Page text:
Saturday, May 20, 2006

The EU Incentives Proposal for Iran Is Rife with Hidden Dangers

US undersecretary of state Nicholas Burns was being polite when he said Friday, May 19, that Washington was still looking at the European proposal of incentives, and promised to deliver the US response at the next US meeting with European negotiators in London this coming Thursday. He was referring to the EU proposal to persuade Iran to abandon uranium enrichment, the heavy water plant under construction at Arak and its ambitious nuclear “research” projects. These concessions would assure the world that Tehran was not pursuing nuclear weapons.

But the package has already been repeatedly rejected by Iran, dismissed as “nuts and chocolates for gold.”

According to DEBKAfile’s sources in the US capital, Washington also finds it unacceptable and has informed the Europeans that their package poses more dangers - even than the consortium Moscow proposes for a joint venture to enrich uranium up to low levels in Russia. READ MORE

The Bush administration accuses the Europeans of going behind America’s back to assemble an apparently innocuous proposal which is rife with hidden dangers.

In the first place, not one, but several light water reactors are on offer. In the second, Iran will get an almost unlimited supply of fuel rods containing enriched uranium (up to 60%) for powering these reactors. Furthermore, the spent fuel contains fission products and plutonium which has military uses.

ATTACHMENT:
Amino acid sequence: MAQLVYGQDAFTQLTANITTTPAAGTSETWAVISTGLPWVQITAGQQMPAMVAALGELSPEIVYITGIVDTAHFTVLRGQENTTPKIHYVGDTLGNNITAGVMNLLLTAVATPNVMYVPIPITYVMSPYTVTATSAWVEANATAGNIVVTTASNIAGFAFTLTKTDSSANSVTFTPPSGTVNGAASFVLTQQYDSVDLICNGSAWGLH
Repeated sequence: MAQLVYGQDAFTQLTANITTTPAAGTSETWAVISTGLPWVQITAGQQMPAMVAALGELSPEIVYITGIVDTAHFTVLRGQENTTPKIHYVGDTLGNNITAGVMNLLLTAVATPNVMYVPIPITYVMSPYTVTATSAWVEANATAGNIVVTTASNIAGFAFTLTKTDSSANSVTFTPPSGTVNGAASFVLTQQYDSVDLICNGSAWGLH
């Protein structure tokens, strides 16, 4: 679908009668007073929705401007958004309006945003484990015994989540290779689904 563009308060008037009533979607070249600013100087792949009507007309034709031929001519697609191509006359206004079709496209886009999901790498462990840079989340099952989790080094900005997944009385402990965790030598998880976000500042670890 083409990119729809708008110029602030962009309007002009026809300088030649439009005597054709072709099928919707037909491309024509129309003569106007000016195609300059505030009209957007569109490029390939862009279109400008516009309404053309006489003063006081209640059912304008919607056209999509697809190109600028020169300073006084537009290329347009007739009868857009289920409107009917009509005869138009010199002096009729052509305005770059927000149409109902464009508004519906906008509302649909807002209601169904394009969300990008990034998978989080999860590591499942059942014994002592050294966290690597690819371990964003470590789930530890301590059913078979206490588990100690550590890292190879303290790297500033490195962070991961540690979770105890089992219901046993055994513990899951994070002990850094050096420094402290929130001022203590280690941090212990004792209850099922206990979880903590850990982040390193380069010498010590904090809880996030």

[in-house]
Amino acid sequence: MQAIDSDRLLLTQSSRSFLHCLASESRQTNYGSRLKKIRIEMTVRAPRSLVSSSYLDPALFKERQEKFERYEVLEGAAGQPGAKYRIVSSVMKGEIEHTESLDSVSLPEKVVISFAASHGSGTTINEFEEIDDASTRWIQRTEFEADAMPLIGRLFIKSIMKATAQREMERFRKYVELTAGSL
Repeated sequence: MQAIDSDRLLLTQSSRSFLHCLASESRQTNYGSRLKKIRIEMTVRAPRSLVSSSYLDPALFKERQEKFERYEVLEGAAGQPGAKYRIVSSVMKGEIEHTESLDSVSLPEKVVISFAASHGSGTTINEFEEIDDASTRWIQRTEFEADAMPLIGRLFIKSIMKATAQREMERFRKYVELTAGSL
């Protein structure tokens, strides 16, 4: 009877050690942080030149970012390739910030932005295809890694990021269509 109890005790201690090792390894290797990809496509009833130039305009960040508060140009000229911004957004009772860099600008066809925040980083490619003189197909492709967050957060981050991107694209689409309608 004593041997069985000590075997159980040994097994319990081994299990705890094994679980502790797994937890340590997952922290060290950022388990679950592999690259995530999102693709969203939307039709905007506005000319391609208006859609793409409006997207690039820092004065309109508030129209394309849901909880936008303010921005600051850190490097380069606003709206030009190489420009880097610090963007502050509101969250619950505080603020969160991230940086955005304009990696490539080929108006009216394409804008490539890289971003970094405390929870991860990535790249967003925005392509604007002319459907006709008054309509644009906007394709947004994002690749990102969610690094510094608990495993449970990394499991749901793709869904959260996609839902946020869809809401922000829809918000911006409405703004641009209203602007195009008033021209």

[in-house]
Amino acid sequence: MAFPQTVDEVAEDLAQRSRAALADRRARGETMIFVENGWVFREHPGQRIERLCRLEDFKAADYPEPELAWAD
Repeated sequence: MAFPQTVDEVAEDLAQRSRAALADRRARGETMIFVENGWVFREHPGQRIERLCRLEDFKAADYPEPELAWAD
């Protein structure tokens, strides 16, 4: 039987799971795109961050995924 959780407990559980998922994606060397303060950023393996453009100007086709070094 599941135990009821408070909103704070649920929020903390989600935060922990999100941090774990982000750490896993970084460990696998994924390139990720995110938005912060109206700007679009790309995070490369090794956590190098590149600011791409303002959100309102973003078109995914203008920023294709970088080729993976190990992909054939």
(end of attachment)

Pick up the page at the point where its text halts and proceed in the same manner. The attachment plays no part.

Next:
To tempt the Bush administration to endorse the deal, DEBKAfile’s American sources report the Europeans have topped it up with a perk which is presented as a huge bonanza for the US treasury: the sale to Iran of hundreds of new American passenger planes to restore its decrepit airline fleet.

However, Washington has not swallowed the bait. The economic incentives on offer to Iran are deemed generous enough. According to our sources, they include a massive financial-technological shot in the arm to bring Iran’s oil industry up to date. The 27-year American embargo, in effect since the Islamic revolution, has left Iran way behind the times in oil production technology. Because of obsolete equipment, its wells are under-exploited and spillage is extensive. The Iranians cannot execute deep drillings, develop new fields or construct modern pipeline networks.

In return for giving up their clandestine nuclear ambitions, Tehran is now being offered, with US assent, the most advanced oil production technology available in the world. The Bush administration has even agreed to complement the Iranian fuel cycle - as long as enrichment is kept to low levels and the process is transparent, meaning wholly accessible to international inspections, including snap visits.

US objections to the incentive plan restructured by the Europeans center on three points:

1. It undoes Washington’s achievement in persuading Moscow to drag its feet on completing the Bushehr reactor until Iran signs a guarantee to return the spent fuel rods to Russia. This, Tehran has so far not done; the European offer would let the mullahs off the hook and nullify the Washington-Moscow accord.

2. With the most advanced French and German uranium enrichment technologies in hand to power the light water reactors, there would be nothing to stop Iran racing ahead to overcome present difficulties and produce weapons-grade fuel in quantity.

3. The EU-Iran negotiating base ahead of formal negotiations is too high. Tehran will no doubt squeeze more concessions from the Europeans before they end.

As matters stand now, Washington’s dialogue with the Europeans appears to be a lot tougher than its undercover talks with the Iranians.